Title, Author & Summary



March 5, 2015

Syllabus: An Anthropology of Literary Culture

Bernard Bate and Rebecca Gould

Syllabus Yale-NUS College, Spring 2014 Instructors: Bernard Bate (Anthropology) and Rebecca Gould (Literature)

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January 15, 2015

Aesthetic Humanity and the Great World Community: Kant and Kang Youwei

Ban Wang

Can we speak of an aesthetic that matters both to Kant and Kang Youwei and that makes sense to China and the West? Can we speak about a common culture while attending to specific traditions? In the current talk of a world literary republic, distinctive cultural difference is to be superseded in order to attain to an overview or superstructure that transcends national and historical distinctions. Although the aspiration to a worldwide culture may go beyond the boundaries of a national tradition, the quest for the universal has to work through the particularity of a specific culture in order to access a common ground. While access to the common world seems more dream than reality, the road to the commons must begin from home: it is to engage one’s native culture reflectively and creatively.

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Ideas of the Decade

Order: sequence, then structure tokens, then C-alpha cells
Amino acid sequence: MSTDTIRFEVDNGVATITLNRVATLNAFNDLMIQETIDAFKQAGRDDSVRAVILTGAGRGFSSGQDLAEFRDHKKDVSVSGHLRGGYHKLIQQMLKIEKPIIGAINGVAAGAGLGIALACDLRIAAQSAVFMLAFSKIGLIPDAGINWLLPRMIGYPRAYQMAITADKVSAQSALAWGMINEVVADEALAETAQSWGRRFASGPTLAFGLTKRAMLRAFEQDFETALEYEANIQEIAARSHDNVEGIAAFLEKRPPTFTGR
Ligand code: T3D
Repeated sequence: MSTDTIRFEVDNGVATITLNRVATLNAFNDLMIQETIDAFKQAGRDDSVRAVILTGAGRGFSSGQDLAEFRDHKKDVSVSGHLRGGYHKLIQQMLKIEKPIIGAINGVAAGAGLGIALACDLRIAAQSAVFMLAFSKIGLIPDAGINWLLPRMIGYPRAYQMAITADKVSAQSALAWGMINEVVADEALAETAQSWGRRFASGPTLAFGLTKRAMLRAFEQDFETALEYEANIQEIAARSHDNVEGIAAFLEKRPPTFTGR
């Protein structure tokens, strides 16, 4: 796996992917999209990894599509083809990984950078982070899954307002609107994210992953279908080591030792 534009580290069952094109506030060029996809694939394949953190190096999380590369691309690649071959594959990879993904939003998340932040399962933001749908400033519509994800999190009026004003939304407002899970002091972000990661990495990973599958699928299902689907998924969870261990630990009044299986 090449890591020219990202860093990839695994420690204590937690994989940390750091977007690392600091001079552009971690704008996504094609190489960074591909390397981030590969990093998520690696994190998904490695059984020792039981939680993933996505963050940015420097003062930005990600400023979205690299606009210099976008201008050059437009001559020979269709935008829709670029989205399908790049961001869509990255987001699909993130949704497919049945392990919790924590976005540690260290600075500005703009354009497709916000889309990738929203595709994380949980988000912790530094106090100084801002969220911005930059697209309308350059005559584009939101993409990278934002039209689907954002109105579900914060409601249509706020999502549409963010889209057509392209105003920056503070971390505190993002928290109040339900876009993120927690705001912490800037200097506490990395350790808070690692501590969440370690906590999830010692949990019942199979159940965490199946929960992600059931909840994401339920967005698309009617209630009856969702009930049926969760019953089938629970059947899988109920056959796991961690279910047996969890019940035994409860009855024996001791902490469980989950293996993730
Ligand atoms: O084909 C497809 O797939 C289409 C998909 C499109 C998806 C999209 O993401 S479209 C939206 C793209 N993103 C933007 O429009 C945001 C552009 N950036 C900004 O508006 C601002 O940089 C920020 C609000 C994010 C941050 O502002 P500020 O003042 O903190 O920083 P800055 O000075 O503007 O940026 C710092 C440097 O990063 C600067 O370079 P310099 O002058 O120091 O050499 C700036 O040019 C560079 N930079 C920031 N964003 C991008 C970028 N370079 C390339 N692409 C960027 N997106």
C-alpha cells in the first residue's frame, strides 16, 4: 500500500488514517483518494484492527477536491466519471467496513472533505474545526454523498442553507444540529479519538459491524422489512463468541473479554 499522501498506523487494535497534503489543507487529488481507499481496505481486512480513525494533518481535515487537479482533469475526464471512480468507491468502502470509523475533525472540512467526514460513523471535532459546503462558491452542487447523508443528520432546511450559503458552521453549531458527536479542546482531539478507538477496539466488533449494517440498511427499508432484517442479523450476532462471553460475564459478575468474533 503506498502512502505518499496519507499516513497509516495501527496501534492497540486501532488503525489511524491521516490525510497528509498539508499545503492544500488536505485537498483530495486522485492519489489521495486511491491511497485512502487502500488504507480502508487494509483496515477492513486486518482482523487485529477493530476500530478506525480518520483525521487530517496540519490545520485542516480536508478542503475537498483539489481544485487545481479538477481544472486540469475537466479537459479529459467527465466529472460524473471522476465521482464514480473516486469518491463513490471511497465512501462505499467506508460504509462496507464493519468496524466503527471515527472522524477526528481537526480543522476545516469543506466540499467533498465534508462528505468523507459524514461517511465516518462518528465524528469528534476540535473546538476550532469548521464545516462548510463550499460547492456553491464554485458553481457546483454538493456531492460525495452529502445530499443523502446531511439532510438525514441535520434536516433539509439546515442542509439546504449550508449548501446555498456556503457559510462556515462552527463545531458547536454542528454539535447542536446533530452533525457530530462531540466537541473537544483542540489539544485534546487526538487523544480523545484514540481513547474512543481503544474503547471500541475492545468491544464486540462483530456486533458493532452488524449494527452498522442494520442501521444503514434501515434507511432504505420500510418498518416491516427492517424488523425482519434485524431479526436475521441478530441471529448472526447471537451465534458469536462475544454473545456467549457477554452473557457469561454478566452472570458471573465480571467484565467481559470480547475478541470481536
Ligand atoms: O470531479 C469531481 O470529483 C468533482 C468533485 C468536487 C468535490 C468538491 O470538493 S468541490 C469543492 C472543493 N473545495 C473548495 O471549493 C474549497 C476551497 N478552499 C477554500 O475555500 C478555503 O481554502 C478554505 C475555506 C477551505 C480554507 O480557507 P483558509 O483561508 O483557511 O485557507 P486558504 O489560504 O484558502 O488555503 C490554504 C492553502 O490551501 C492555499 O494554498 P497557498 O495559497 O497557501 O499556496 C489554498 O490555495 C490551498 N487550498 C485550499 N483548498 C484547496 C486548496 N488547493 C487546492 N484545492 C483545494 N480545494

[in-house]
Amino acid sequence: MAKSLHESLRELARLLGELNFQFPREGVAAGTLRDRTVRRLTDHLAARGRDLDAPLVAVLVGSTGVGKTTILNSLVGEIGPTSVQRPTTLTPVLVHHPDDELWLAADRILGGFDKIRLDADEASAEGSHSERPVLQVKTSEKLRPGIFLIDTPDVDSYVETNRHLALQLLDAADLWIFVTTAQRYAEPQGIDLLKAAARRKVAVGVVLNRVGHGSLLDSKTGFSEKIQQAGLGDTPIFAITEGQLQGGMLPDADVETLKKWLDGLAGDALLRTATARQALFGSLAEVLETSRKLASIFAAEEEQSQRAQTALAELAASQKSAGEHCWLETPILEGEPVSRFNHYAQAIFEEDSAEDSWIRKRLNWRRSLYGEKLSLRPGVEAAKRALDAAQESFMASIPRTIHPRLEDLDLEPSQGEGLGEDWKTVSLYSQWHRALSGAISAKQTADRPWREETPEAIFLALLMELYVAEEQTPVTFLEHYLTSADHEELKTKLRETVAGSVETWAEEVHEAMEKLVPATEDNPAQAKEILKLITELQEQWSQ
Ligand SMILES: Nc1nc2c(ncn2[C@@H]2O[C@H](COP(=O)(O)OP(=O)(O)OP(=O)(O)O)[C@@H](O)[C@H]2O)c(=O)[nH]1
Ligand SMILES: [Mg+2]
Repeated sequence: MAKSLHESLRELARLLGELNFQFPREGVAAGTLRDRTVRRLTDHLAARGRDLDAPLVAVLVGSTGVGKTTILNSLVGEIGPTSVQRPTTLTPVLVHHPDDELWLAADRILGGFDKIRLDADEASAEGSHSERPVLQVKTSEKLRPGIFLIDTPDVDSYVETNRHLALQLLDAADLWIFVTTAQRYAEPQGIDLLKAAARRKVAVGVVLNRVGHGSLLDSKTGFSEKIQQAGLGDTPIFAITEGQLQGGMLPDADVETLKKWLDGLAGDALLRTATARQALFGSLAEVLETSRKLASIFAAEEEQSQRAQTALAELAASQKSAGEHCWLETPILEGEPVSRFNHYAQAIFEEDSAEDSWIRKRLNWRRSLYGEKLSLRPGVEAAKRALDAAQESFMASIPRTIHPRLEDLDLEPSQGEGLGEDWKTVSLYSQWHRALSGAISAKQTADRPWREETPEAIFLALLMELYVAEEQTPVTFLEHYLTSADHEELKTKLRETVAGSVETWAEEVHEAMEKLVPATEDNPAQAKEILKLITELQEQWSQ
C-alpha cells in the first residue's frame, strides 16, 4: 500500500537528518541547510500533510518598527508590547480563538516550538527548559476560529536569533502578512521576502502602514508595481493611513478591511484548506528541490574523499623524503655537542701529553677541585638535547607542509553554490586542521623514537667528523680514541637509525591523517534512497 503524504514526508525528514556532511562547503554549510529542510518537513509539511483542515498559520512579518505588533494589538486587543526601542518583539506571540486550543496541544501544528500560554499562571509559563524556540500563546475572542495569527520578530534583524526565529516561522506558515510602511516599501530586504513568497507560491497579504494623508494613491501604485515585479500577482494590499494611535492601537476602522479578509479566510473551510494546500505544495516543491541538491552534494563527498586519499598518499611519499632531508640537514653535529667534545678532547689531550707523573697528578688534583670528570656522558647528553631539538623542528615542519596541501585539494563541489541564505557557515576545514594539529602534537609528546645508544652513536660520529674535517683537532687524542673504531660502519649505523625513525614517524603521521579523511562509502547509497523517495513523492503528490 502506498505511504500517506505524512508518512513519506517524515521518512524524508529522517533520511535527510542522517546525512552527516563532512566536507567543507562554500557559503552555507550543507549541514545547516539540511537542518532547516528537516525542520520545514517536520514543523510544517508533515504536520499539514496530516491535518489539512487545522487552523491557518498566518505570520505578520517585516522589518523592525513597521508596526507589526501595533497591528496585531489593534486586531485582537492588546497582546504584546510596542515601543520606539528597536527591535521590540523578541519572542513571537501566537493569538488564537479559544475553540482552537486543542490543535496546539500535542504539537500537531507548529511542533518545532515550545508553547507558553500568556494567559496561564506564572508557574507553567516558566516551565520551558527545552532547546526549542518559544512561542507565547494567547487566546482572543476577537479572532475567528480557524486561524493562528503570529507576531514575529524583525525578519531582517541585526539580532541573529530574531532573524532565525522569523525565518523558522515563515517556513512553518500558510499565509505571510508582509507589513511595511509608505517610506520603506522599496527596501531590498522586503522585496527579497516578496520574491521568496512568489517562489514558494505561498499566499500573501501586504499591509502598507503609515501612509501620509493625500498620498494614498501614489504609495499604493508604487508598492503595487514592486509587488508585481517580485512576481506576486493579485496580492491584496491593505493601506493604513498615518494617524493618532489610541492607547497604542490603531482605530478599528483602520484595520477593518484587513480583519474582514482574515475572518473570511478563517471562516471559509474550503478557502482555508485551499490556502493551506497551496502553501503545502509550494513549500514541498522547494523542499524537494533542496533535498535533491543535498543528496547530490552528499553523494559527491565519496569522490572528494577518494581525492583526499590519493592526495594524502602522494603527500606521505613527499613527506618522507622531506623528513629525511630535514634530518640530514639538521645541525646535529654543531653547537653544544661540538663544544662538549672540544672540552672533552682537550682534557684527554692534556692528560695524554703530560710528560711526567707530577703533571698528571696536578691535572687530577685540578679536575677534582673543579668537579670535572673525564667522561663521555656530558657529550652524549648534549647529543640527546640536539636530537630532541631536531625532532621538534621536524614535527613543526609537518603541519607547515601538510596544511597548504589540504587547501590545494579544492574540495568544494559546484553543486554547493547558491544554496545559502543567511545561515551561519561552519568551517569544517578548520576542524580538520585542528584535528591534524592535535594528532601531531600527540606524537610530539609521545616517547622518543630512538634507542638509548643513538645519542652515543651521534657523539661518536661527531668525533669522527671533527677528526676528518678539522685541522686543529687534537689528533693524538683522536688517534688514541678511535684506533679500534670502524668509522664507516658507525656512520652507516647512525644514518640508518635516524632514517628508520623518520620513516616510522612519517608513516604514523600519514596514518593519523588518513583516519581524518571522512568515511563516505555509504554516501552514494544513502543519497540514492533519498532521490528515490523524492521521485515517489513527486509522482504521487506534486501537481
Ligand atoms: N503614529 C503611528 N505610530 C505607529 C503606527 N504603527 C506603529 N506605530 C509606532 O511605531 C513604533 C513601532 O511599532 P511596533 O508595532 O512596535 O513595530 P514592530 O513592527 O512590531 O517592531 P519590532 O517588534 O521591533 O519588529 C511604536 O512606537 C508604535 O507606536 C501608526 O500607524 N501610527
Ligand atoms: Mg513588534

April 8, 2014


Aaron Bady

“Afropolitan” is not a politics, but it dresses in the commodified residue of political struggle, Fela Kuti’s style stripped of its revolutionary substance. In a displacement characteristic of our neoliberal age, the flows and circulation of capital become the pathway to individual self-realization. The Afropolitan declines to be Afro-pessimistic, then, because she has the privilege of declaring victory from the dance floor in London, the art exhibition in Rome, or the runway in New York.

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Ideas of the Decade

March 12, 2014

The Vernacular

S. Shankar

The work of critically engaging the vernacular, begun in a somewhat fragmentary way in the decade gone by, promises much if taken up more concertedly in the decade to come.

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Ideas of the Decade

March 3, 2014


Haun Saussy

Comparatists, one would think, are well placed to consider the harm done by nationalisms. Comparatists translate, relativize and transpose. Surely a nation cannot be all in all to them, just an example. And yet the shapers of the discipline held back from identifying comparative literature with a universal, ecumenical or cosmopolitan drive.

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